A Christmas Tree by Any Other Name…

pagan yuleFor centuries, conservative Christians sought to eradicate the Christmas tree from their December 25 celebrations. Ironically, today, it is the banner under which they do battle in a “war” over culture.

Amidst the rhetoric of “attacks on Christmas,” some perspective is in order.

There is no mention of a Christmas tree anywhere in the Bible. No biblical historian believes Jesus was born anywhere near the date on which we currently celebrate Christmas. A decorated tree played no part in his story.

What is known is that at the time of his birth, pre-existing pagan religions all over the world celebrated the solstice on or around December 25, associating it with the birth (or rebirth) of a god or goddess, and a new season of fertility.

Roman solstice celebrations involved door-to-door singing, the exchange of gifts, feasting and other merriment. Northern Europeans called the solstice “Yule,” and burned a log to celebrate the rebirth of the sun god. Celtic people used mistletoe and holly in fertility celebrations.

And closely tied to many solstice traditions was a special reverence for “evergreens,” trees and plants that could survive the harshest of winters, and thus symbolized the triumph of life over death.

How, then, did these pagan traditions, established long before his time, come to be inextricably linked with the birth of Jesus?

The answer lies in the belief that converting heathens was easier if they were allowed to retain the outward forms of their traditions. In accordance with that approach, in the fourth century A.D./C.E., Pope Julius I declared that Jesus’s birth would henceforth be celebrated on December 25, a day on which – conveniently – pagan Romans already held celebrations in honor of their sun god. There is little doubt the Pope was trying to make it as painless as possible for pagan Romans to convert.

From the “rebirth of the sun” to the “birth of the Son.”

This process continued for many years. When Christian missionaries arrived in northern Europe, they simply provided a Christian reinterpretation for popular feasts such as Yule, and allowed the celebrations themselves to go on unchecked.

Eventually, the hybrid observances came to be known as Christmas, “Christ’s Mass.”

But while various pagans, including the Greeks, the Romans, and the Druids, had traditionally decorated evergreens at the solstice, no one knows exactly when the practice of decorating trees inside the home became a “Christmas” tradition. One legend has it that Martin Luther was so overtaken with a view of the stars through a fir tree that he cut one down, took it home and decorated it in order to share the experience with his family. True or not, by the 16th century, Germans were decorating trees inside their homes to celebrate Christian observances in December, and the practice eventually spread.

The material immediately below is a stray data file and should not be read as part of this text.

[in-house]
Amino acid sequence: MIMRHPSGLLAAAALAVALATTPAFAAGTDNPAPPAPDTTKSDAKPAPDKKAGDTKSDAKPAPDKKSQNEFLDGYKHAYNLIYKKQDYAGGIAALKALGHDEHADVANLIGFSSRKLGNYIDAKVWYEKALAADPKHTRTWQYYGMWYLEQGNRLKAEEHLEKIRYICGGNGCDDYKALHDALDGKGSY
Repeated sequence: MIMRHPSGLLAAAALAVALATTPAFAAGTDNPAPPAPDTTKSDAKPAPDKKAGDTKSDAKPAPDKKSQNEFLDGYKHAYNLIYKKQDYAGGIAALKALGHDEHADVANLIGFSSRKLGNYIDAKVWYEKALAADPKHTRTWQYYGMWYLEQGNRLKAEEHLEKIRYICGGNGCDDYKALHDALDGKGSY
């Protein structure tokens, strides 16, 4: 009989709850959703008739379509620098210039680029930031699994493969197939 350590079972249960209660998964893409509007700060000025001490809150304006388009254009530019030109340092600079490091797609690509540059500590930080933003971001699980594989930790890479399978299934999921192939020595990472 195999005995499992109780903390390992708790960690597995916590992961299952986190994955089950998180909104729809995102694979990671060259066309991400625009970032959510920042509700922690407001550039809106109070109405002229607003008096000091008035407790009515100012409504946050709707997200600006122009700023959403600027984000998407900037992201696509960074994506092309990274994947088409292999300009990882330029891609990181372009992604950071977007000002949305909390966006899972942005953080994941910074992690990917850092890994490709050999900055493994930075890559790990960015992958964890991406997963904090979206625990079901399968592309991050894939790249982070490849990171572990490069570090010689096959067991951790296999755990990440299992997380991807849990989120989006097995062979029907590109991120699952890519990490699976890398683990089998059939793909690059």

In other words, the very tactic intended to encourage painless conversion of pagans had a reverse corollary: the incorporation of pagan traditions into Christian celebrations. The result was a backlash by conservative Christians who felt that their faith has been subverted to accommodation of pagan practices.

Accordingly, the 1521 record of the earliest evergreen decorated in a Christian celebration is accompanied by a prominent minister’s pronouncement of its blasphemy. In 1644, Christmas was forbidden in England by an act of Parliament. Oliver Cromwell preached against “the heathen traditions” of Christmas carols and decorated trees.

In America, Governor William Bradford recorded his efforts to stamp out such “pagan mockery.” Colonial Massachusetts forbade any observance of Christmas other than a church service. In 1851, a Cleveland minister nearly lost his job for allowing a decorated tree in his church. Through 1870, Boston schools expelled students who stayed home from school on Christmas.

Opposition to use of a decorated tree in celebration of Christ’s birth ended on recently. Its use as a “symbol” of Christian ritual in a “cultural war” is but a blink in the long history of the solstice evergreen.

So while I’m not a huge fan of spending tax dollars on holiday displays, if the state, federal or local governments of this “melting pot” of a nation insist on decorating a tree to commemorate the season, its name ought to reflect the true diversity of its history. Calling it a “Christmas” tree ignores at least two thousand years of history, including the fact that for almost half of this country’s existence, the tree was expressly rejected as a symbol of Christianity. Only the most egregious of revisionism would permit any johnny-come-latelies to claim as exclusively their own a symbol revered by countless cultures for thousands of years and, until recently, condemned by their own.

By any name, the evergreen solstice tree is the ultimate symbol of religious inclusion, reflecting traditions from diverse cultures stretching back untold years and symbolizing the triumph of life over death. That the same group who once sought to eradicate that tradition now fights so fiercely to preserve its greatest symbol is a fitting tribute to the evergreen’s ability to survive even the harshest of winters.

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